Pet-friendly workplaces should be backed by policy: Experts
Anne Riel was working at an Ottawa-area Home Depot in late April when a customer came into the store with her Shih Tzu in her shopping cart. Riel greeted the customer and bent down to pet the dog when it jumped up and bit her nose. She was taken to the hospital for emergency surgery where doctors stitched the skin together over the tip of her nose and reattached her left nostril.
In light of the incident, Home Depot has banned all pets — except certified assistance dogs — in its 180 stores across Canada, as of May 16.
“I am a pet-lover myself and many of us are and, yes, we love seeing Fido in the store, it makes us all happy, but we’re putting the safety of everyone as the top priority,” said Tiziana Baccega, manager of public relations and external affairs at Home Depot.
While this situation took place in a customer service environment, it could have occurred anywhere — including an organization where employees are permitted to bring their pets to work. So employers need to weigh the pros and cons of such a policy.
In the United States, 17 per cent of workplaces are pet-friendly, according to a survey of 1,000 working adults in 2008 by the American Pet Products Manufacturers.
“A lot of employers are looking for ways to increase employee satisfaction and this would be a low-cost way to do that,” said Colleen Alexander, principal consultant at Colleen Alexander HR Management in Bedford, N.S. “And there is some evidence to show it can lead to higher productivity and morale.”
Forty-nine per cent of dog owners would switch jobs to work at a pet-friendly organization, according to a 2006 survey by Simply Hired of 150 dog owners in the U.S. Sixty-six per cent of respondents said they would work longer hours and 32 per cent said they would take a five-per-cent salary reduction.
“When you think about recruiting in a competitive market, companies can actually attract top talent through a pet-friendly approach to the workplace,” said Alexander. “Pets have also been associated with lowering stress, anxiety and improving overall emotional and physical health.”
Employees at Softchoice, an IT solutions provider in Toronto, are greeted every morning by a bullmastiff named Lebowski. His owner and co-workers grab their morning coffee and gather around to pet him and chat to one another.
“Dogs are a social lubricant of sorts — they’re a great way to meet other employees,” said Eric Gardiner, manager of communications at Softchoice, which has 950 employees across Canada. “They kind of break the ice and that’s great because people want to know who they’re working with and dogs sort of enable that.”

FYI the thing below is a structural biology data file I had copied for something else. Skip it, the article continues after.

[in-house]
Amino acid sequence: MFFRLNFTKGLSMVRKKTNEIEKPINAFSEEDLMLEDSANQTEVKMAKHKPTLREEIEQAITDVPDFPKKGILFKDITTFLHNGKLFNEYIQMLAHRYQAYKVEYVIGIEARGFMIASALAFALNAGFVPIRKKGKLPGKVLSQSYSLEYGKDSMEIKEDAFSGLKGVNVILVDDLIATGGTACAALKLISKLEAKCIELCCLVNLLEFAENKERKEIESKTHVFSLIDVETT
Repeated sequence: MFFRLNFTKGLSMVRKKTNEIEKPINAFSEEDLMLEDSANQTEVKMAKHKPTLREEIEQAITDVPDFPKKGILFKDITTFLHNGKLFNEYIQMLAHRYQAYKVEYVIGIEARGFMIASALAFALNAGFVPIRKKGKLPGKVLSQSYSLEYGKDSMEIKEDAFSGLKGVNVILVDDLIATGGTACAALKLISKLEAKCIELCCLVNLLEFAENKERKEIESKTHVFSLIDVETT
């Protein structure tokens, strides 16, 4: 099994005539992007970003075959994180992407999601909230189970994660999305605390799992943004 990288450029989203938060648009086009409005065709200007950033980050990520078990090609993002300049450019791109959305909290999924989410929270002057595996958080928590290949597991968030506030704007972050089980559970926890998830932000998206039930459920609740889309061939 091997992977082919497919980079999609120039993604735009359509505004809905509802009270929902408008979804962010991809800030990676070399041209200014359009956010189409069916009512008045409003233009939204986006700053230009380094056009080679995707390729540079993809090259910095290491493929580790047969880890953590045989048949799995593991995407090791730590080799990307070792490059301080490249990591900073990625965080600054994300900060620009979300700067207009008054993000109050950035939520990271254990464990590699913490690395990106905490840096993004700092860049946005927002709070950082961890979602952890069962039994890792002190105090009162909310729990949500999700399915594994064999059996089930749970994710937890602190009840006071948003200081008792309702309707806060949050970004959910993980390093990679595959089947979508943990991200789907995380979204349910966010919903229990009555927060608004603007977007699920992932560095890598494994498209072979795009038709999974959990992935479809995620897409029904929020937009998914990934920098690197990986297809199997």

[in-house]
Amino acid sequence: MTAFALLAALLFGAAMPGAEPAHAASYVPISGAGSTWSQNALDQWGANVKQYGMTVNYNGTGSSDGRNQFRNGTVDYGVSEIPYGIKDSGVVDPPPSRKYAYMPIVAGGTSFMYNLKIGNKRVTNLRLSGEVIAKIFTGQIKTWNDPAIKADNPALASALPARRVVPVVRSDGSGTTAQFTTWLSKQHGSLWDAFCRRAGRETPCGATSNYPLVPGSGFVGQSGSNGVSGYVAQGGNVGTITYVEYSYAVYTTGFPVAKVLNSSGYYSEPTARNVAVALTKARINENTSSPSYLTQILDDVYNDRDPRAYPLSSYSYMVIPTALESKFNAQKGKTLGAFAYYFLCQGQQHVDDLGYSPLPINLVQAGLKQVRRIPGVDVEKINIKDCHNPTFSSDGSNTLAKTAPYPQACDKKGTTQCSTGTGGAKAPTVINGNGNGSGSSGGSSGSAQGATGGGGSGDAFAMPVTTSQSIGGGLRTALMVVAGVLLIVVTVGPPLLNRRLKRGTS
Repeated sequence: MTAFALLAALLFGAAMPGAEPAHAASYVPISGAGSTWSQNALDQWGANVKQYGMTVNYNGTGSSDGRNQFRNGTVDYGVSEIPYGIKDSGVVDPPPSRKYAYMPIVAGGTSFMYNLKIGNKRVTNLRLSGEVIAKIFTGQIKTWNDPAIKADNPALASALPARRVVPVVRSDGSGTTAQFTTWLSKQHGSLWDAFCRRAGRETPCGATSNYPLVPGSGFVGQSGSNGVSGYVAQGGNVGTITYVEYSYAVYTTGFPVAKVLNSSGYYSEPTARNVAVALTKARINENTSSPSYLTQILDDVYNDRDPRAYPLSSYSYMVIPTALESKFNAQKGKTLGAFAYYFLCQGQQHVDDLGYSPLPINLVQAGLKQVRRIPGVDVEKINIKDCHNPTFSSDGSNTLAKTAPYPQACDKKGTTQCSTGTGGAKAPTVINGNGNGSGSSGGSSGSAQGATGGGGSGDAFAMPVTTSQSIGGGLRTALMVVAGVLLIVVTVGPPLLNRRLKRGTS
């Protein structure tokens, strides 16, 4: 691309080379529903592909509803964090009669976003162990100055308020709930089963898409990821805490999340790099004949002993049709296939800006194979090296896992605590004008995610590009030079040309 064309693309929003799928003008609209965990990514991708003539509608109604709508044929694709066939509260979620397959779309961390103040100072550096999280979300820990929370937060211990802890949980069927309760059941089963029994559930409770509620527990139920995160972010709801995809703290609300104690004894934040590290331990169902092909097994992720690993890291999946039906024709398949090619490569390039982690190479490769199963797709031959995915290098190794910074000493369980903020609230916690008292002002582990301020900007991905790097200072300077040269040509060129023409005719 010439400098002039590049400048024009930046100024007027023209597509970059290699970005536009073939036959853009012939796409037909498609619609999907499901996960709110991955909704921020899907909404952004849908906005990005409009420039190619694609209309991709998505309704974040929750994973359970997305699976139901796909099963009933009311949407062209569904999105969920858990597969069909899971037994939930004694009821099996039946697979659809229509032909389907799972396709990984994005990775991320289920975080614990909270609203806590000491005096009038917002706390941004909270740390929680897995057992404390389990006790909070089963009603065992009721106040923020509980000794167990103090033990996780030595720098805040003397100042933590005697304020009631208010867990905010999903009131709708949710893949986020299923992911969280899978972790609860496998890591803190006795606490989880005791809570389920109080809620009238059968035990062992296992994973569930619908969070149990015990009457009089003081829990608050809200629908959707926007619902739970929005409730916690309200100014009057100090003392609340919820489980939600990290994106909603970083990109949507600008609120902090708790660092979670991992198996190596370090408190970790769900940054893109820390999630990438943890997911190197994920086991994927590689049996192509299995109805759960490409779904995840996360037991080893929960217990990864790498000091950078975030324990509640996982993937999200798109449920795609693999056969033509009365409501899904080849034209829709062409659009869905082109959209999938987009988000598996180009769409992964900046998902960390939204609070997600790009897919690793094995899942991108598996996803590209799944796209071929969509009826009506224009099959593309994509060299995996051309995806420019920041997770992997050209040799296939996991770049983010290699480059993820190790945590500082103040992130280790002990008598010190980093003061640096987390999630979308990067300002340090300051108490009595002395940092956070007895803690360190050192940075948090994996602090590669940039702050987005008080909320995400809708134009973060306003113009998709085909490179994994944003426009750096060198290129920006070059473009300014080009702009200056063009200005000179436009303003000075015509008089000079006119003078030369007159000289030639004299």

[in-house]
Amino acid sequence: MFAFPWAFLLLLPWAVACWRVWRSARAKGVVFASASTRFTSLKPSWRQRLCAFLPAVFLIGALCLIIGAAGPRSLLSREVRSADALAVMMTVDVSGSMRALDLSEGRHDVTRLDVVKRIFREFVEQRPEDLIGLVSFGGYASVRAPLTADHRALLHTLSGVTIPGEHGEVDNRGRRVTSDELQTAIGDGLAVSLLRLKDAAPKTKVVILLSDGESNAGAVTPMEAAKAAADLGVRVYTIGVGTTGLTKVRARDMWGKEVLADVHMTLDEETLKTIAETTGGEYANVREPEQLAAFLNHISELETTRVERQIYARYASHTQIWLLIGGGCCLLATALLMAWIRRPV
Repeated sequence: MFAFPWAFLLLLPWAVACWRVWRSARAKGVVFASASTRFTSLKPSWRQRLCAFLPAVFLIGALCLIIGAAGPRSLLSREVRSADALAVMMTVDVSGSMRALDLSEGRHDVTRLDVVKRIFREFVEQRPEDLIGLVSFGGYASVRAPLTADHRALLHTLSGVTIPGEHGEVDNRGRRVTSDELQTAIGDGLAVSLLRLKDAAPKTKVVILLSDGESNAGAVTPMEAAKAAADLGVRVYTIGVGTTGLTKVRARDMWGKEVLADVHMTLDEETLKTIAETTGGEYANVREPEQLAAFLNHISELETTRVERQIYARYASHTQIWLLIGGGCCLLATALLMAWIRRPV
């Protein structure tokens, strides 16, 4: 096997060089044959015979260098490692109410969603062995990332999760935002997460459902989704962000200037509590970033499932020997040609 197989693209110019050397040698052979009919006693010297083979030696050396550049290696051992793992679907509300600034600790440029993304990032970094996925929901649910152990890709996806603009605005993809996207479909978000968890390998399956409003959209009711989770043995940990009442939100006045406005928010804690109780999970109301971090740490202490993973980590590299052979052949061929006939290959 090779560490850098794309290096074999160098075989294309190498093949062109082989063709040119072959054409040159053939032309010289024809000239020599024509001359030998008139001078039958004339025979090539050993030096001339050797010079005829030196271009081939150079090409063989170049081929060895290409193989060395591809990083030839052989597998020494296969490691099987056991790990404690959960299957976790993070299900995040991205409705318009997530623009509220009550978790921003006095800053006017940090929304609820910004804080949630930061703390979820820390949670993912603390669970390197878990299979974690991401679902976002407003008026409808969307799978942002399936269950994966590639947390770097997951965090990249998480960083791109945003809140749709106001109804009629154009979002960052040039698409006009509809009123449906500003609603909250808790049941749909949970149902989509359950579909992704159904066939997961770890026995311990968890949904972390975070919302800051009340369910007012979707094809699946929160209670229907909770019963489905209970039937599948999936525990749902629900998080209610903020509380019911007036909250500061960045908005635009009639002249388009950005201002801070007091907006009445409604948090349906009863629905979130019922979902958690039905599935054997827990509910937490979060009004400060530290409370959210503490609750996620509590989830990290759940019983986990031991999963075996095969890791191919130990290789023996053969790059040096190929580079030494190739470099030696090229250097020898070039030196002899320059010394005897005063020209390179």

But organizations that are considering allowing pets at work should think it through carefully and discuss it with employees to determine the level of buy-in, said Sharaf Sultan, associate at Rubin Thomlinson law firm in Toronto. Employers must consider the potential downsides, such as employees who are afraid of or allergic to dogs.
“Allergies, technically speaking, might be kind of a disability and it becomes a health issue for employees,” said Sultan. “Let’s suppose you let pets in — now you’re running up against an employee with severe allergies and are potentially not providing a healthy work environment.”
Before permitting pets in the workplace, an employer should discuss the idea with the building owner and its insurance company, and draft a comprehensive pets policy, said Sultan.
The policy should outline the types of animals that are permitted, the requirement to provide proof of vaccinations, any behaviour that will not be tolerated (such as excessive noise), behaviour expected of the owners (such as walking, cleaning and feeding their pets), areas where pets are not allowed (such as a designated pet-free area, washrooms, kitchens and boardrooms) and the expectation pets are there for accompaniment only and should not interfere with work, said Sultan.
An employer should also consider having a written agreement with each pet owner citing that if any damage occurs as a result of the pet, the employee would take full responsibility, said Sultan. For example, if a dog bites an employee, the employer could be liable. This indemnification may help protect the employer, he said.
“You want to build as many protections as possible into the policy because one of the things a judge would look at is, ‘What would a reasonable employer do?’” said Sultan. “One judge might say a policy is enough but another might not.”
Employers should consider allowing pets on a trial basis, such as one day per week or during Take Your Dog to Work Day in June to see how it works in the organization and if the policy meets business objectives, said Alexander.
“This is where an HR person has to really know the workforce and have good insight,” she said. “You want to link it, in some way, to the HR strategy and you should do some homework yourself to make sure it’s linked to the areas you want to focus on in the business.”